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  #11  
Old 11-07-2010, 12:03 PM
notoriusjt2 notoriusjt2 is offline
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recalculating with D=0.316 gives me...

but that answer is incorrect. am I not using the right formula here?
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  #12  
Old 11-07-2010, 12:17 PM
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mik3 mik3 is offline
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What is this formula?

Use this link to find the answer:

http://en.wikipedia.org/wiki/Buck_converter
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  #13  
Old 11-07-2010, 08:21 PM
notoriusjt2 notoriusjt2 is offline
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based on this graph off of wikipedia, it appears that on time is only from 0 to DT.


so would duty cycle actually be DT/T

which would be equal to 0.316?
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  #14  
Old 11-07-2010, 08:39 PM
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The duty cycle is duty cycle, it doesn't change. You set the duty cycle and the output voltage depends on the duty cycle. Now, the relationship of the output voltage to the duty cycle depends whether the converter operates in CCM or DCM.
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Old 11-07-2010, 09:26 PM
t_n_k t_n_k is offline
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Quote:
Originally Posted by notoriusjt2 View Post
recalculating with D=0.316 gives me...

but that answer is incorrect. am I not using the right formula here?
Kindly permit me an observation or two ...

You've been tinkering with these problems for some time now and still seem to be struggling.

As Mik3 & others point out, the particular converter mode of operation and topology dictate the approach required. I'm sure you've grasped that fact.

You asked me some posts back whether I remember the formulas for any given situation. In brief - no I don't. Well that's not exactly correct - I recall the relationship between switching duty and output voltage in a continuous mode buck converter. Rather than remembering a formula which may not be relevant to a particular case, I try to understand what's happening physically and then analyse the circuit.

The present example is a case in point. I came momentarily came 'unstuck' because I didn't initially think it through carefully.

You may derive some benefit from putting the text book aside and systematically analyzing the various cases for yourself - or make sure you understand why a certain formula is relevant for a particular case. Then you may be able to apply the formulas with confidence.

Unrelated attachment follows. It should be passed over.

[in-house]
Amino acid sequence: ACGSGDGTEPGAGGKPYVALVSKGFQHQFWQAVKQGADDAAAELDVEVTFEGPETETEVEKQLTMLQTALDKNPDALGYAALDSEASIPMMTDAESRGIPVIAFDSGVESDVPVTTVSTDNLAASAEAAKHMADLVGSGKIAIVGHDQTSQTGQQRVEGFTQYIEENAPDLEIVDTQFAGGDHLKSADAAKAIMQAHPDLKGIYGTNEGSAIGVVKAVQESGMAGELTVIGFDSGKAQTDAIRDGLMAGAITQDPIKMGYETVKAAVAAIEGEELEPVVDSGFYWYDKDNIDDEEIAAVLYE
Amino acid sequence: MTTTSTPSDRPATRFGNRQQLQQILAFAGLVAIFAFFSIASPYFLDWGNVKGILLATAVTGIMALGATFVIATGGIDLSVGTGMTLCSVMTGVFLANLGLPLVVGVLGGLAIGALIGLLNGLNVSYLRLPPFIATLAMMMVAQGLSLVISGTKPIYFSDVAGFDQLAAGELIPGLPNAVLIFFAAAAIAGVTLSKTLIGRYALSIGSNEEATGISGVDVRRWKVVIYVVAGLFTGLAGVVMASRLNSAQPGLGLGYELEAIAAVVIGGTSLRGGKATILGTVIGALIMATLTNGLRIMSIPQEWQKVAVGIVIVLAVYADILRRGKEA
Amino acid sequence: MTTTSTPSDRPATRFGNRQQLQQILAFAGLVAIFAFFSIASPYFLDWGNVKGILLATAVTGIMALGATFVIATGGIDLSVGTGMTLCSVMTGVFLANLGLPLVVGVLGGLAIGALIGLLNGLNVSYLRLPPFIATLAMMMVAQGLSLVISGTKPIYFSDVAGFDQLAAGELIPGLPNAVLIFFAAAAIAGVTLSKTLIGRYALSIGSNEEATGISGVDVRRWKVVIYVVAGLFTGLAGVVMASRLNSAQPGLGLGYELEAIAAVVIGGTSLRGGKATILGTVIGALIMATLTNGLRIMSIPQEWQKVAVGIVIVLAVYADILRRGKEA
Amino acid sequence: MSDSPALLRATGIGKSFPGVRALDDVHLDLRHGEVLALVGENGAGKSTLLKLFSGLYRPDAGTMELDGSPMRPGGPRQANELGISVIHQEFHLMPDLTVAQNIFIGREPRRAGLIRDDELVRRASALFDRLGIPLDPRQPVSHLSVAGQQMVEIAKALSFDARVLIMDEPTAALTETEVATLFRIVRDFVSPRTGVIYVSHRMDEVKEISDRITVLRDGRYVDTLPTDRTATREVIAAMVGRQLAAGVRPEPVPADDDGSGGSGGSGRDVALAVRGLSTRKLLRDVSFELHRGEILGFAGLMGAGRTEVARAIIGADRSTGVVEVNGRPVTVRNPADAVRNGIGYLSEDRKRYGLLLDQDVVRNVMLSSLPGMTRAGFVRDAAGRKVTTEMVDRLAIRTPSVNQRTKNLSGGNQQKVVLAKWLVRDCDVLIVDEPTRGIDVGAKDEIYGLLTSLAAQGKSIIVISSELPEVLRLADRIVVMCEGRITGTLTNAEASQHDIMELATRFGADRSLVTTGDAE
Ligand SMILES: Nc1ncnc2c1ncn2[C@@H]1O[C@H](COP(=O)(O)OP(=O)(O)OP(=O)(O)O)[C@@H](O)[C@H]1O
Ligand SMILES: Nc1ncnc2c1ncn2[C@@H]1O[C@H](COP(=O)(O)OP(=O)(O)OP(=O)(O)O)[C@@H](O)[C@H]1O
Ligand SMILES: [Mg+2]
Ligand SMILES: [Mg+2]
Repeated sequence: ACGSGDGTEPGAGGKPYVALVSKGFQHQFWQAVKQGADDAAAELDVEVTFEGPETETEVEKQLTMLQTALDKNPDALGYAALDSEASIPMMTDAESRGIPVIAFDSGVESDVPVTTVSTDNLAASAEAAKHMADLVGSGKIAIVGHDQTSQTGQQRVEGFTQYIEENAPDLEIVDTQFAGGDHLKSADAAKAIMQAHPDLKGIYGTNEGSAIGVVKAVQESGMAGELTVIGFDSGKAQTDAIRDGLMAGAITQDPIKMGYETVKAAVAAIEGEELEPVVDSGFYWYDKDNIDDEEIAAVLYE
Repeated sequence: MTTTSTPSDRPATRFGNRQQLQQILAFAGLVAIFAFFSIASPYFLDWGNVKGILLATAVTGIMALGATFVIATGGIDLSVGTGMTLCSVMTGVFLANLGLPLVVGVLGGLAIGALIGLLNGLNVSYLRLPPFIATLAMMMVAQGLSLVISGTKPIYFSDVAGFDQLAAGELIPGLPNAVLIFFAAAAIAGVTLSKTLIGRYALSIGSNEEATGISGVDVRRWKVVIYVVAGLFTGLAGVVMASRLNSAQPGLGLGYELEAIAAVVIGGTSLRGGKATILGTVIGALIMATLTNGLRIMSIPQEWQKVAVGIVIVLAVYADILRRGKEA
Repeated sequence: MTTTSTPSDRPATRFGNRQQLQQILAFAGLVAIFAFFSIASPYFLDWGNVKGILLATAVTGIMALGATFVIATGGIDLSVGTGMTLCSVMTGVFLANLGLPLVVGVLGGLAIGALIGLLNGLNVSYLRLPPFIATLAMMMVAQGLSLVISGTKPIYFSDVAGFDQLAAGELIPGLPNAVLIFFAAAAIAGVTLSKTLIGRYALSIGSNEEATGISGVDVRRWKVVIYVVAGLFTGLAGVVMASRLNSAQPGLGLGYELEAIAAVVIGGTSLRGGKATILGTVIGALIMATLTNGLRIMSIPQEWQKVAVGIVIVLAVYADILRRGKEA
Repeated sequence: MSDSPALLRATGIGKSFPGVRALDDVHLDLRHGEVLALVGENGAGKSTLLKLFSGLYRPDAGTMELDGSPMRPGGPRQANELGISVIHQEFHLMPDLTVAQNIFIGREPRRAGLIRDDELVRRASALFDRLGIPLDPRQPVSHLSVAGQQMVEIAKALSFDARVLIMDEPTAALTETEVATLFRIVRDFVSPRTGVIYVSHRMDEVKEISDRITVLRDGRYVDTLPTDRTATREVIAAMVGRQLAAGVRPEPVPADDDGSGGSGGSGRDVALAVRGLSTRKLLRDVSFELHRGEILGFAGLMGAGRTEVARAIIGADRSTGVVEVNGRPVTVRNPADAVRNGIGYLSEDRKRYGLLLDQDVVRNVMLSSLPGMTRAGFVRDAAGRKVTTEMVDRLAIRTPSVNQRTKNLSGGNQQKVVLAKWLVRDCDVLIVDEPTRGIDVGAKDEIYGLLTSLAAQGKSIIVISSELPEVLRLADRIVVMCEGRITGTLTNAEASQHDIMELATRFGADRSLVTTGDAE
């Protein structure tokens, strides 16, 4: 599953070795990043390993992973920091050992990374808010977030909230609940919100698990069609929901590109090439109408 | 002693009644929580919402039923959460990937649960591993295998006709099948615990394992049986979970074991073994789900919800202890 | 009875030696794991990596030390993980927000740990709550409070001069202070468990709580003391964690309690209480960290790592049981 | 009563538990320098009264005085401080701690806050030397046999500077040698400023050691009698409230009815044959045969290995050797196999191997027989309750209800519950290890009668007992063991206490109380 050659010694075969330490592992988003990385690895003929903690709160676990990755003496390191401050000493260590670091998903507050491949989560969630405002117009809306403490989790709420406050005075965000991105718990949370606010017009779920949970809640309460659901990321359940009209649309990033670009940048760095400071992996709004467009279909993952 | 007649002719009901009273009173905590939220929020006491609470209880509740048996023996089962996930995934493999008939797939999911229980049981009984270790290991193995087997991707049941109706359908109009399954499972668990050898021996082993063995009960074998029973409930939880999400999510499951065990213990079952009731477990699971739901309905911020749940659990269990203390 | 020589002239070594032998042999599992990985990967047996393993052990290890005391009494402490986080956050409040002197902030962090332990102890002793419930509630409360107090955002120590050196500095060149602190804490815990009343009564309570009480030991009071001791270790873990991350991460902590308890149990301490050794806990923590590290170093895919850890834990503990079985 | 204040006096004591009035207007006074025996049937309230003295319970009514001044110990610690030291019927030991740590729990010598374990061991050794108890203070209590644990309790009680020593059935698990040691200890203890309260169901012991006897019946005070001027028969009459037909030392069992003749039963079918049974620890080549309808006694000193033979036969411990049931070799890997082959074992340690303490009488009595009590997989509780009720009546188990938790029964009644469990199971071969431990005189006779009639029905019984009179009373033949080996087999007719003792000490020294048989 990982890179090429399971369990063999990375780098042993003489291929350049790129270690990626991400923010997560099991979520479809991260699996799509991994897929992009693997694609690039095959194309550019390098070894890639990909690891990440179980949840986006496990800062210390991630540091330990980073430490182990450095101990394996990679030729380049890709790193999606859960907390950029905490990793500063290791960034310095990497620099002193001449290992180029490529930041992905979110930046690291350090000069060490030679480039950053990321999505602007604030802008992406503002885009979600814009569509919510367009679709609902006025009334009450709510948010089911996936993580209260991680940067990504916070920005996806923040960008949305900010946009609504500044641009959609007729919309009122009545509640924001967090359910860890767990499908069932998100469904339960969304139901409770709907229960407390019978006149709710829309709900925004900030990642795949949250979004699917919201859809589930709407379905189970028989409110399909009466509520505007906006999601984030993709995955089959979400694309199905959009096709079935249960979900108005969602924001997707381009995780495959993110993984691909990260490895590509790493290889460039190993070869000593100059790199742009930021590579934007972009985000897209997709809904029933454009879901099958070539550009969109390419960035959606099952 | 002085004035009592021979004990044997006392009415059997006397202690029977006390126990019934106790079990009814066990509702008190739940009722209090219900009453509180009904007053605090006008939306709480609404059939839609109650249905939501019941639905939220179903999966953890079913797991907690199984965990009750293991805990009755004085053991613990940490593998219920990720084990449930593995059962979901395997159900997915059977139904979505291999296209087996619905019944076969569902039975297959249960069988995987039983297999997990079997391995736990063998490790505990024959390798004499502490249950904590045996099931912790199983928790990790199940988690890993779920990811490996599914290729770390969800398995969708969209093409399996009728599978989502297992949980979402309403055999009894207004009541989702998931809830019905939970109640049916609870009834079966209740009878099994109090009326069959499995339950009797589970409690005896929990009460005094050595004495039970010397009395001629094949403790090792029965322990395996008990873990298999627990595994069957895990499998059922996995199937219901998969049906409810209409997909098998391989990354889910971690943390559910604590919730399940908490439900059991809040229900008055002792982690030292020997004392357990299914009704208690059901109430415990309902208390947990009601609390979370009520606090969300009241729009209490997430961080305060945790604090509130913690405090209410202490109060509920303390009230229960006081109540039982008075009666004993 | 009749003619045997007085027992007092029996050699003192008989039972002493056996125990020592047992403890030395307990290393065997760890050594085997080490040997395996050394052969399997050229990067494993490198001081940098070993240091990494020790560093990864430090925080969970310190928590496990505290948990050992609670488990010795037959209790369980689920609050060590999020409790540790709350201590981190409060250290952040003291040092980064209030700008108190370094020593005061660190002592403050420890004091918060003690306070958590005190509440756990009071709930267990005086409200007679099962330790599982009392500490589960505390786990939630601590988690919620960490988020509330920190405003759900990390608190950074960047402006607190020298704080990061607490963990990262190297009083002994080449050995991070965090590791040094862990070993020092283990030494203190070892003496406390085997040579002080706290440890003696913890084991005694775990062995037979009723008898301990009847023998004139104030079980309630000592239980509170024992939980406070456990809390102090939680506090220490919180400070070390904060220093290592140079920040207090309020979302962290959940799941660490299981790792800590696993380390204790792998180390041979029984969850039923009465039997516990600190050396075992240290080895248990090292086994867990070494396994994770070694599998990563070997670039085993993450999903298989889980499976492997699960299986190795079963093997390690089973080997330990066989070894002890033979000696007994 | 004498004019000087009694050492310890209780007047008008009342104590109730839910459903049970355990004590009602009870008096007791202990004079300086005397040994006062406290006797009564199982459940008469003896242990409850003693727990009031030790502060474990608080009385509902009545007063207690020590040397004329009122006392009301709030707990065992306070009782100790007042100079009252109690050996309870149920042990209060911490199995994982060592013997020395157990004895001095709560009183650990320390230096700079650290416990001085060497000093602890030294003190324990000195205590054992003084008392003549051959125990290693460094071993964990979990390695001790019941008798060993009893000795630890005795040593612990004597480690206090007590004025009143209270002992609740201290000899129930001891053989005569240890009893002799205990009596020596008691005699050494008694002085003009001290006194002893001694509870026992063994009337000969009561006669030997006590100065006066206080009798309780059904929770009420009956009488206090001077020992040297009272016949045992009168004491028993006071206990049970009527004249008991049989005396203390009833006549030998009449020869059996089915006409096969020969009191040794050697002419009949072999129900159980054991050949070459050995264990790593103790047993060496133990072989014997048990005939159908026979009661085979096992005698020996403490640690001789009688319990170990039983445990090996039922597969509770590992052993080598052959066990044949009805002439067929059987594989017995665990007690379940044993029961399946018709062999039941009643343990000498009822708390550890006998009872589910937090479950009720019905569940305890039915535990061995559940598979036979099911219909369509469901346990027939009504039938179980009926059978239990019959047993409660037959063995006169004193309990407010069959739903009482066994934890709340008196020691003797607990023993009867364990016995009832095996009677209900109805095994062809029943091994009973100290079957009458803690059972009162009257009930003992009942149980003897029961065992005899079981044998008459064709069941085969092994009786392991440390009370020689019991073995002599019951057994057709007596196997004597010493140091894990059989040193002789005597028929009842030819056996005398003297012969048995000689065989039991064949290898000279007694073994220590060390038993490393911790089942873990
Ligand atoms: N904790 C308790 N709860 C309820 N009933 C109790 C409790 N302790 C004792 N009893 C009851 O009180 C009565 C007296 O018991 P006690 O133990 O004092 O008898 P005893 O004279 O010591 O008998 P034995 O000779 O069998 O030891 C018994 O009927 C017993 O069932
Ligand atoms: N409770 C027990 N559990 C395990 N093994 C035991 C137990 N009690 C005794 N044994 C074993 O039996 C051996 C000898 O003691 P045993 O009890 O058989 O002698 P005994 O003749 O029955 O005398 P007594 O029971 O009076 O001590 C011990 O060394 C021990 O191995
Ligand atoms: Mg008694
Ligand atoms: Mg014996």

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  #16  
Old 11-07-2010, 10:04 PM
notoriusjt2 notoriusjt2 is offline
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Quote:
Originally Posted by t_n_k View Post
Kindly permit me an observation or two ...

You've been tinkering with these problems for some time now and still seem to be struggling.

As Mik3 & others point out, the particular converter mode of operation and topology dictate the approach required. I'm sure you've grasped that fact.

You asked me some posts back whether I remember the formulas for any given situation. In brief - no I don't. Well that's not exactly correct - I recall the relationship between switching duty and output voltage in a continuous mode buck converter. Rather than remembering a formula which may not be relevant to a particular case, I try to understand what's happening physically and then analyse the circuit.

The present example is a case in point. I came momentarily came 'unstuck' because I didn't initially think it through carefully.

You may derive some benefit from putting the text book aside and systematically analyzing the various cases for yourself - or make sure you understand why a certain formula is relevant for a particular case. Then you may be able to apply the formulas with confidence.
thats a very good idea, i will take that into consideration

however, the graph that i posted from wikipedia and the graph that is in my textbook shows two different on/off concepts. if i would have seen the wikipedia version from the beginning i probably would have gotten this concept much earlier
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